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Differentiating Language learning from language acquisition is considered as one of the many linguistic phenomena that emerged in the 20th century. The need for a systematic study of how languages are learned was developed as part of the cultural and communication expansion the world has witnessed. There is an important distinction made by linguists between language acquisition and language learning. Children acquire language through a subconscious process during which they are unaware of grammatical rules. This is what happens when they acquire their first language, Spanish in our context. They get a feel for what is and what isnt correct. In order to acquire language, the learner needs a source of natural communication. The emphasis is on the text of the communication and not on the form. Language learning, on the other hand, is not communicative. It is the result of direct instruction in the rules of language. And it certainly is not an age appropriate activity for your young learners. In language learning, students have conscious knowledge of the new language -as English in our case- and can talk about that knowledge. They can fill in the blanks on a grammar page. Research has shown, however, that knowing grammar rules does not necessarily result in good speaking or writing. A student who has memorized the rules of the language may be able to succeed on a standardized test of English language but may not be able to speak or write correctly. First Language acquisition is the natural process in which children subconsciously possess and develop the linguistic knowledge of the setting they live in. In contrast, Second language learning takes place where the target language is the language spoken in the language community that differs from the mother tongue first language and distinguished from Foreign language learning in which the language is absent from the setting of that community (De Bot and Verspoor, 2005). Many studies addressed the distinction between L1 (First language) acquisition and L2 (Second language) learning. The very first thing to address is the natural process in which L1 learners acquire their language knowledge. L2 learning is more of a conscious one. Compared to L1 learning, L2 learners develop this knowledge by utilising conscious and cognitive efforts. Krashen (1981) tried to draw a line between second language acquisition and learning by stating that acquisition is a subconscious process and very similar to the one that children develop in their first language. Yule (1985, p.163) defines acquisition to be the gradual development of ability in a language by using it naturally in communicative situations with others who know the language. He contrasts it with learning: a more conscious process of accumulating knowledge of the features, such as vocabulary and grammar, of a language, typically in an institutional setting. The natural subconscious or conscious learning factor is highly and vitally linked and attached to the linguistic setting. This leads to another major distinction between L1 and L2 learners which is exposure. The L1 acquisition, as defined earlier, takes place in a setting where the acquired language is the language spoken by parents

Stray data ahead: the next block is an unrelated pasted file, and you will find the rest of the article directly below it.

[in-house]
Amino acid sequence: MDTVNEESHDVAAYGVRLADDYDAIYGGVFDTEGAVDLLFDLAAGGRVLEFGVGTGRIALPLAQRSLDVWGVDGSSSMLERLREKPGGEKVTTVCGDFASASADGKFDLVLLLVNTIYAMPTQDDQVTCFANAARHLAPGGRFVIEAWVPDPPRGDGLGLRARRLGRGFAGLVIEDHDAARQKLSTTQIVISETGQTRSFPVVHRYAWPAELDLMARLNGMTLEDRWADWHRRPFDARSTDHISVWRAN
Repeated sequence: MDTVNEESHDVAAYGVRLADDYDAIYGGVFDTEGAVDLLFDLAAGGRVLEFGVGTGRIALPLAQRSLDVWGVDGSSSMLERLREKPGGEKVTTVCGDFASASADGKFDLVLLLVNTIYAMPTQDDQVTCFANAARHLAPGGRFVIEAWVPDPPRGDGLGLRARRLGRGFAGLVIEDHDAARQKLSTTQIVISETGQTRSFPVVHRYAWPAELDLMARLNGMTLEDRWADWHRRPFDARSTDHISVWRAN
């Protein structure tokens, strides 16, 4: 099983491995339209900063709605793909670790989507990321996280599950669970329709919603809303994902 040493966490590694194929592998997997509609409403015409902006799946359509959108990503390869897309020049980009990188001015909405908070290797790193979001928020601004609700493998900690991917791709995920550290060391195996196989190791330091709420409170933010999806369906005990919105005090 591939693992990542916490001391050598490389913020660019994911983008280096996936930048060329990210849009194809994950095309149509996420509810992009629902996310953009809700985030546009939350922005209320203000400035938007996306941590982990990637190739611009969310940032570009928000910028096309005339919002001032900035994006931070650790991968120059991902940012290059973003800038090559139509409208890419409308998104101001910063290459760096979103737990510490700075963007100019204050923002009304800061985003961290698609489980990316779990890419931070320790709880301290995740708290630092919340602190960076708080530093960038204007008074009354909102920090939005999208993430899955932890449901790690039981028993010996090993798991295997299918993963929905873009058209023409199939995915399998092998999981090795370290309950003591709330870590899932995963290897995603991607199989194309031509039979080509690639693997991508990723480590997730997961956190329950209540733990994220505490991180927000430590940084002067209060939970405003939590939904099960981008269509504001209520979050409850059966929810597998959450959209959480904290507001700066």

and or caregiver. The acquirer is in a constant exposure to this language. Second language learners have lesser contact with the language, and maybe as few as hours per week in the case of foreign language learners, similar to what in fact happens in our Bolivarian Educational System (Yule, 1985). There are also some individual differences that play part in this distinction and they fall in two groups. First, physical differences and age: Children who are acquiring their first language are still developing their speech organs. This explains the gradual and natural development of sound production accompanied with the brain development. L2 learners competence is also affected by age related physical conditions that hinder their learning. Yule (1985) argues that the readiness of the human mind to receive and learn a new language is most in childhood, which is called the critical period. In this sense, Ellis (1995) describes the critical period, that in which language acquisition is easy and complete (i.e. native speaker ability is achieved). Second, cognitive and psychological differences: A number of cognitive and psychological learning barriers that separate L2 learners from the L1 acquirers. Recent studies show that motivation plays a great role in attaining language proficiency. Cook (2008) states that bigger motivation leads to better performance in L2. According to this author, the motivation for learning deals with two types: Integrative, which reflects whether the student identifies with the target culture and people in some sense; and instrumental, one in which learning takes place for a career or other practical reason. In addition, Ellis (1995) points out there are two more types of motivation: Resultative; motivation that takes place when learning controls the motivation and an intrinsic motivation, in which it involves the activation and maintenance of the learning curiosity. There are other cognitive factors that play a role in determining learners effort and competence in the second language learning. Those factors are highly related to aptitude which is natural ability for learning an L2, and it may vary from one person to another (Ellis, 1995). Going beyond in teaching, it is necessary to say that the teacher is a resource that helps students identify their language learning problems and find solutions to them, find out the skills they need to focus on, and take responsibility for making choices which determine what and how to learn. Teachers will serve as a source of information to the students about how they are progressing in their language learning. In our case, the English as Foreign Language (EFL) class, how can teachers maintain an EFL integrated skills focus in their teaching according to the Bolivarian Educational System? There are at least two forms of integrated skill instructions. Two types of integrated skill instruction are content based language instruction and task based instruction. The first of these emphasizes learning content through language, while the second stresses doing tasks that require communicative language use. Both of these benefit from a diverse range of materials, textbooks, and technologies for the EFL classroom. One of these instructions is the "Content Based Instruction." In content based instruction, students practice all the language skills in a highly integrated, communicative fashion while learning content such as science, mathematics, and social studies. Content based language instruction is valuable at all levels of proficiency, but the nature of the content might differ by proficiency level. For beginners, the content often involves basic social and interpersonal communication skills, but past the